Retired? Here Are Two Ways To Use Your Real Estate To Generate Income
Here’s a comparison between rent and reverse mortgages – the two ways in which you can convert your real estate into an income generating asset.
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Once you retire, you’ll need to have a robust income generation strategy in place. While there are several ways to generate a steady income from your lump sums investments, all of them have their relative merits and drawbacks. Here’s a comparison between rent and reverse mortgages – the two ways in which you can convert your real estate into an income generating asset.
For many of us, the phrase ‘investment income’ is synonymous with ‘rental income’. This, in my opinion, isn’t a great idea at all. Gross Rental yields are extremely low in most metropolitan cities; In Delhi, they typically range from 2.75% to 3.50%. In Mumbai, they are even lower, at closer to 2.40%. They used to be close to 7% in Bangalore until a few years back; they are down to roughly 4% now.
What this essentially means is that you can typically expect a rental income of Rs. 20,000 to Rs. 30,000 per month on a property that you bought for Rs. 1 Crore; factor in taxation (rental income is taxed as normal income), maintenance costs and the time that your property spends vacant between tenants, and you’ll likely end up at a real rental yield of closer to 2% per annum – a pittance!
A deeper, structural concern is that such low rental yields are often symbolic of overvaluation – so you may just be dealt a double whammy in terms of low rent, plus zero to low appreciation for an extended period of time.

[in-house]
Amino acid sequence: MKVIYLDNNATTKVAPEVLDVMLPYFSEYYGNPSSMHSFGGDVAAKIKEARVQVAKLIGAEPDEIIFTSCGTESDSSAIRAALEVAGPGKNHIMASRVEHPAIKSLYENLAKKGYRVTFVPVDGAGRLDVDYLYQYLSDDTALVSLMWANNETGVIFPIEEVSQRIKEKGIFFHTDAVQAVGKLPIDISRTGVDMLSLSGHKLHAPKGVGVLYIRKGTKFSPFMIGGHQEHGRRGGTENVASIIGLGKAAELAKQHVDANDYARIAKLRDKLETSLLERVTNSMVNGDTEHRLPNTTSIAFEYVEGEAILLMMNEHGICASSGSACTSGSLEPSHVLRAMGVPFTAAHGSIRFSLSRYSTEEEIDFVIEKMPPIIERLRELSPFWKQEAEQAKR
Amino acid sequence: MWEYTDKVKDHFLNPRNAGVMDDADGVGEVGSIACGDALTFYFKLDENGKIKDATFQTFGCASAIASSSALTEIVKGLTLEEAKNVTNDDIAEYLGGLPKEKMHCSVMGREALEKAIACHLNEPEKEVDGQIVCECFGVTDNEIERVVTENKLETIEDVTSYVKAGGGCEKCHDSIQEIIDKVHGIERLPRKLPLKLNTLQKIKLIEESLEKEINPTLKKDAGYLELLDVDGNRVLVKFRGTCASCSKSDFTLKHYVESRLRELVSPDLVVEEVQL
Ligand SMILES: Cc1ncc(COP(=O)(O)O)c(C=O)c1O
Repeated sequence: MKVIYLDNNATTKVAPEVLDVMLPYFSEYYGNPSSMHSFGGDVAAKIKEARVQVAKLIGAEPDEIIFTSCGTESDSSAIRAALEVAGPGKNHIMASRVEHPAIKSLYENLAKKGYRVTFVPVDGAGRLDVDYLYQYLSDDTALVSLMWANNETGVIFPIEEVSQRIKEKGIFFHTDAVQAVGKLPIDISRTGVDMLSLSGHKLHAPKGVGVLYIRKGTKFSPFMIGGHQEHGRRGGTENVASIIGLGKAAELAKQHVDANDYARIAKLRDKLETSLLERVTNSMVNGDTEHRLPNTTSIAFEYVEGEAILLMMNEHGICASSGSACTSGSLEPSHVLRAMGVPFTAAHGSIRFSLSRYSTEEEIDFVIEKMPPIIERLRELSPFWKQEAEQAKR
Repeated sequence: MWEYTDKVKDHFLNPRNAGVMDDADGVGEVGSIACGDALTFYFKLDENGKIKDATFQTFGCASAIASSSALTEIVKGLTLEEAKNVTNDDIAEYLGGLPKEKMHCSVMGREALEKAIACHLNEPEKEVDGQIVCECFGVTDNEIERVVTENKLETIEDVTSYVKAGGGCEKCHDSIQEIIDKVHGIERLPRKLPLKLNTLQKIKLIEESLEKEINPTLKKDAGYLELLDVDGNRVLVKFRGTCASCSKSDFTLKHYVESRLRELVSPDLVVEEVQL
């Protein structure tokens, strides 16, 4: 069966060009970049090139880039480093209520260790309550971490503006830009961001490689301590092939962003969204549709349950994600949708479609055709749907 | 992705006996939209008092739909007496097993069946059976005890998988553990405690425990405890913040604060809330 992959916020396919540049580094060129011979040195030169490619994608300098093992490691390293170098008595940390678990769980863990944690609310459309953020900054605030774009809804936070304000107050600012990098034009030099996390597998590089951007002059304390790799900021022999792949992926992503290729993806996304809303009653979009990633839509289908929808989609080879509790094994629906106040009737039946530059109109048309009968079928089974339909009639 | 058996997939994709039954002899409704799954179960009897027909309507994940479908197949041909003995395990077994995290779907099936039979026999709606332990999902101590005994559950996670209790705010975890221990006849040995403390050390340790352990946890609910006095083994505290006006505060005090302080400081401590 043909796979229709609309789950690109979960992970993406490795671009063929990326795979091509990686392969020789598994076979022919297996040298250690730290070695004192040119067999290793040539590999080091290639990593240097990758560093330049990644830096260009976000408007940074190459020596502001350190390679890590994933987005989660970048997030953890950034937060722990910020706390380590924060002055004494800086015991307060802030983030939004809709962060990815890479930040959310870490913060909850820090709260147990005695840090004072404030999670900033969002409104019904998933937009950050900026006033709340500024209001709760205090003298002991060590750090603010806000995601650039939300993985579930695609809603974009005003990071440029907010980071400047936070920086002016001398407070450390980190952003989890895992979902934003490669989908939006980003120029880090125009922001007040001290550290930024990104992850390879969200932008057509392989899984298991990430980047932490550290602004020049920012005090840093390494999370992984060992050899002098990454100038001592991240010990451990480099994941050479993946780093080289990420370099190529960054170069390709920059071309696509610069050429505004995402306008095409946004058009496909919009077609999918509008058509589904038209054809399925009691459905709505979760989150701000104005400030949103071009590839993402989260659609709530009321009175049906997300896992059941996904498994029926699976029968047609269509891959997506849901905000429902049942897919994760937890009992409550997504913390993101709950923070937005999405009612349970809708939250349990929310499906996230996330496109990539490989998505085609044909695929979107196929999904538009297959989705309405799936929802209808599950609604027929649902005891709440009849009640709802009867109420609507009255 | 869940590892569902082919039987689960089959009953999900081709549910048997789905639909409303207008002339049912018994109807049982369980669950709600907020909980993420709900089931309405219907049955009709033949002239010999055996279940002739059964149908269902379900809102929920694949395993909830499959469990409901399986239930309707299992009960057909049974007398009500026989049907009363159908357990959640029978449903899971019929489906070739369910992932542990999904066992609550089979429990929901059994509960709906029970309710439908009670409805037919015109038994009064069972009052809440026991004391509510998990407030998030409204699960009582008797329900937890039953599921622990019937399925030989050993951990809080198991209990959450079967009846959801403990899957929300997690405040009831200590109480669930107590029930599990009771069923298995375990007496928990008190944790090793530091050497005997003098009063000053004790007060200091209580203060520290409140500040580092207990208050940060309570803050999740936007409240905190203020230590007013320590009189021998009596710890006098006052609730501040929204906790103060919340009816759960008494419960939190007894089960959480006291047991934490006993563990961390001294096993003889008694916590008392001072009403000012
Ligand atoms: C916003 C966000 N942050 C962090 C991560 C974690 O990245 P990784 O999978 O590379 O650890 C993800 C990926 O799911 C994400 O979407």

Real Estate is also indivisible and relatively illiquid, so the only way to realize interim liquidity from it (for instance, in case of emergencies) is to take a LAP (Loan Against Property). Needless to say, this will involve an interest burden.
A Reverse Mortgage is a variation of a Loan Against Property, wherein a homeowner aged 60 or more can avail a loan against a self-owned property. The difference between an RM and a LAP is that instead of the borrower paying back EMI’s (as in the case of a LAP), the lender pays the loan amount to the borrower in tranches (capped at Rs. 50,000 per month).
At the end of the tenor, the loan is settled by the legal heirs by liquidating the property or by paying off the loan amount. There are no repayments to be made by the borrower during his or her lifetime.
RM’s have been wildly unpopular in India; primarily because in our country, a residential property is considered nothing short of a sacred asset that is usually held to be bequeathed to future generations. If that’s not a constraint for you, it may be a useful option to consider. Make sure you opt for the RMLeA (Reverse Mortgage Loan enabled Annuity) option instead; this would yield a higher amount for you, and also safeguard you against the risk of outliving your savings.
Having said that, a RM is not inflation linked, and therefore isn’t a complete solution. Needless to say, what’s worth 50,000 per month today will be worth a lot less in ten years’ time.